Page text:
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Premier joins 34 health systems in DeRoyal partnership for expanded domestic isolation gown production

Thirty-four member health systems are taking part including AdventHealth, Atrium Health and Baptist Health.

Jeff Lagasse, Associate Editor

Healthcare company Premier has joined 34 member health systems in partnering with global medical manufacturer DeRoyal Industries, creating a joint venture focused on domestic production of isolation gowns.

The joint venture will produce isolation gowns in an existing facility just outside Knoxville, Tennessee. Raw materials will primarily be sourced from U.S.-based manufacturers, with backup capacity from Mexico and South America. 

In the collaboration, the gowns are designed to specifications considering the hospital systems' care delivery requirements, while also allowing for automated production that can scale over time. To support the venture long-term, health system coinvestors also signed multiyear commitments to purchase a portion of the isolation gowns used each year from the joint venture.

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WHAT'S THE IMPACT?

Medical products critical to the daily operations of health systems are overwhelmingly sourced overseas, with about 80% of personal protective equipment coming from Southeast Asia. The risks of this overreliance came into sharp focus as COVID-19 swept across the globe, and many nations closed borders and prevented U.S. access to supplies, triggering shortages of PPE needed to protect healthcare workers and patients.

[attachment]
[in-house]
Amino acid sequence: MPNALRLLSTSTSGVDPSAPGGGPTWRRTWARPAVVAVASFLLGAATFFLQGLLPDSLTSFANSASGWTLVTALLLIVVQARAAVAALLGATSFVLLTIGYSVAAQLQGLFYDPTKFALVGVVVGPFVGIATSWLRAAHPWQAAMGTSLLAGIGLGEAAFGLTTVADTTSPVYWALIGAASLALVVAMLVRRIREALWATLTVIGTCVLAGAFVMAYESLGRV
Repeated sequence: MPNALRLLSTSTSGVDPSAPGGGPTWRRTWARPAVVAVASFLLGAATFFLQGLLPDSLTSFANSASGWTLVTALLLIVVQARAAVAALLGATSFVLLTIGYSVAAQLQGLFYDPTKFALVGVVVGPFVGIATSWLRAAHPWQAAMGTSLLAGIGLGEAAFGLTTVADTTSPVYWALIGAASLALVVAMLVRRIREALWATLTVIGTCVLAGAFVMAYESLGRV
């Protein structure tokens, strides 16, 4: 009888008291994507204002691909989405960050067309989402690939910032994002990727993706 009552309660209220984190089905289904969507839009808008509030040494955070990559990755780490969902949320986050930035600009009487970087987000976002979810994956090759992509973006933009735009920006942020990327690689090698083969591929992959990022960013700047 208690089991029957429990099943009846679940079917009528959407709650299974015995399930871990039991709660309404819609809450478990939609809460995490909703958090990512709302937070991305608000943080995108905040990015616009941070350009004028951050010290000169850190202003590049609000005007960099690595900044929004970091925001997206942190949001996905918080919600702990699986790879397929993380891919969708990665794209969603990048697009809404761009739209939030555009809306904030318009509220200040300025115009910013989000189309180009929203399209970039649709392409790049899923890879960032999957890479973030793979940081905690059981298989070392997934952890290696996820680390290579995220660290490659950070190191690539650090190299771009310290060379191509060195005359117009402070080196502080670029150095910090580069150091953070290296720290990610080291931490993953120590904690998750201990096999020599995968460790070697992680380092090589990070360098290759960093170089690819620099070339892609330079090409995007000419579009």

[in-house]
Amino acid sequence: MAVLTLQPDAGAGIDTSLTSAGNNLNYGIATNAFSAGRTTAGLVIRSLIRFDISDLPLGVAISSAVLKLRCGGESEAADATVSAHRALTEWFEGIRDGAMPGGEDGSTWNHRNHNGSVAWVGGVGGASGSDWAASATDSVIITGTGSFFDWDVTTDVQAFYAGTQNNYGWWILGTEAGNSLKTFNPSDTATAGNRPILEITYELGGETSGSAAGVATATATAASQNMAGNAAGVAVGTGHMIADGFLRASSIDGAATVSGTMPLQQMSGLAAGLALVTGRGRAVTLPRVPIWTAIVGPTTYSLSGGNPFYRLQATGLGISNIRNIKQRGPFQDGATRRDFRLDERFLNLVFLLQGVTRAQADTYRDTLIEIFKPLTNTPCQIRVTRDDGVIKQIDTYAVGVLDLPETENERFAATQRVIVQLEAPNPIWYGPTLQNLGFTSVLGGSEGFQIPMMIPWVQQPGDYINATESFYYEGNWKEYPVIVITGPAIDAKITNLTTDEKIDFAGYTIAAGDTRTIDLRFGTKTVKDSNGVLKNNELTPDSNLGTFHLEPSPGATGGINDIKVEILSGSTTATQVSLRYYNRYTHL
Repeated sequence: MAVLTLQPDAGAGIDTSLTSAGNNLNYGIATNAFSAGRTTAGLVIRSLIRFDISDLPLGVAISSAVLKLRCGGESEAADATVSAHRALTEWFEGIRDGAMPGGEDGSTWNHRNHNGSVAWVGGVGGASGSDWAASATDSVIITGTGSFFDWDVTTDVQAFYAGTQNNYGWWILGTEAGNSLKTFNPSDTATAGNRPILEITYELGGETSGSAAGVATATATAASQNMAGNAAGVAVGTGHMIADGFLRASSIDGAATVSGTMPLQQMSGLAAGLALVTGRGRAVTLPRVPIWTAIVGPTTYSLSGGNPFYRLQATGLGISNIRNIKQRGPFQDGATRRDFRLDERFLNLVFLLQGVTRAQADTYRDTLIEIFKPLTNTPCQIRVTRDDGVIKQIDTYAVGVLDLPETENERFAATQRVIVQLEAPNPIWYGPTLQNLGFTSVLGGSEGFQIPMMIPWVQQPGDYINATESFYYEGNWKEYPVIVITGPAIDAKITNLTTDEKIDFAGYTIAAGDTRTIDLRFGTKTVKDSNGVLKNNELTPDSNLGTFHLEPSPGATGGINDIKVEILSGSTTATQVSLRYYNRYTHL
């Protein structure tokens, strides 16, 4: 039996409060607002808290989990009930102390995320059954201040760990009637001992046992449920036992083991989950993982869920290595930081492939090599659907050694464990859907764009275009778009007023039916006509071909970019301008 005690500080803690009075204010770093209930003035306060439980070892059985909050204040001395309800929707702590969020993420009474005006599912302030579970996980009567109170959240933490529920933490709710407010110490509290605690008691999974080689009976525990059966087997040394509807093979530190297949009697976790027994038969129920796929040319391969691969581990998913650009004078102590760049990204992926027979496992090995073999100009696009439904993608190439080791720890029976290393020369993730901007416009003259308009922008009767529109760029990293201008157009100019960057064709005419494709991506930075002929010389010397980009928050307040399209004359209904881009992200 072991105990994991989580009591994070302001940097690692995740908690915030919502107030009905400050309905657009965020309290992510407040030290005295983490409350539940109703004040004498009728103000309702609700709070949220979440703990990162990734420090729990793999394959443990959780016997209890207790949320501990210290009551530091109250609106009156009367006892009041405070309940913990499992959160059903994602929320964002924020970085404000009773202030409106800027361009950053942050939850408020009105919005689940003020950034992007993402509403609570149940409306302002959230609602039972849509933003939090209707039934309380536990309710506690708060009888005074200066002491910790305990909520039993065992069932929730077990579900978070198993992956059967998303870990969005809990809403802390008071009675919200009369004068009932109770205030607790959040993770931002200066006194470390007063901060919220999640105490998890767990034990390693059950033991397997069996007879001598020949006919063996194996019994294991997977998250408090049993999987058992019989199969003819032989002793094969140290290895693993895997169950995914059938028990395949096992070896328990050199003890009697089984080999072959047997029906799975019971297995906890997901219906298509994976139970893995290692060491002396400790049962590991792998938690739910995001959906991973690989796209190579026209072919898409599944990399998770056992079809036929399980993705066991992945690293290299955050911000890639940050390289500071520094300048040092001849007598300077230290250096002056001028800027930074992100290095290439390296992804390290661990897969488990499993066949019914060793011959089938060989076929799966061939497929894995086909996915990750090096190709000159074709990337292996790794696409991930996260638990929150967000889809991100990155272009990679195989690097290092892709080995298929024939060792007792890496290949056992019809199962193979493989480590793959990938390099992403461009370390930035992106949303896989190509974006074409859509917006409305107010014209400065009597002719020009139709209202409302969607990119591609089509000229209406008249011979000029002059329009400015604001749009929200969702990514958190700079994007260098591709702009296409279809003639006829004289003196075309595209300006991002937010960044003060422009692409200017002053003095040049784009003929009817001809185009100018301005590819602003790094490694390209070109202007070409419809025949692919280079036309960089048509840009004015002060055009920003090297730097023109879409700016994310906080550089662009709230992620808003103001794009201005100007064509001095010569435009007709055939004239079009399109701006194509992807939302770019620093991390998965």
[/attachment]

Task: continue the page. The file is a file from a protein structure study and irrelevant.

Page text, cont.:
On top of that, sourcing from overseas makes replenishment difficult, since it can take 90-120 days for foreign products to reach American shores, depending on the country of origin, the weather, the mode of transportation and the customs processes. As a result, around 74% of U.S. hospitals reported they were unable to source adequate quantities of isolation gowns in the month of April, a problem that has continued as the coronavirus continues to spread.

The arrangement with DeRoyal is part of Premier's strategy to create more resiliency in the supply chain, the company said on Monday. To that end, Premier, which specializes in group purchasing, analytics and consulting, has worked with members to pursue targeted investment opportunities in supply categories that lack adequate competition, geographic diversity or stable sources of contingency supply. 

The first such investment was in Prestige Ameritech, among the nation's few domestic producers of face masks and other PPE. As a result of the joint investment and a long-term commitment to purchase products from Prestige Ameritech, the company is now making 3.5 million additional N95 masks per month for U.S. healthcare providers. Moving forward, Premier plans to address critical supply needs through similar partnerships with members in other product categories, including gloves and disinfecting wipes.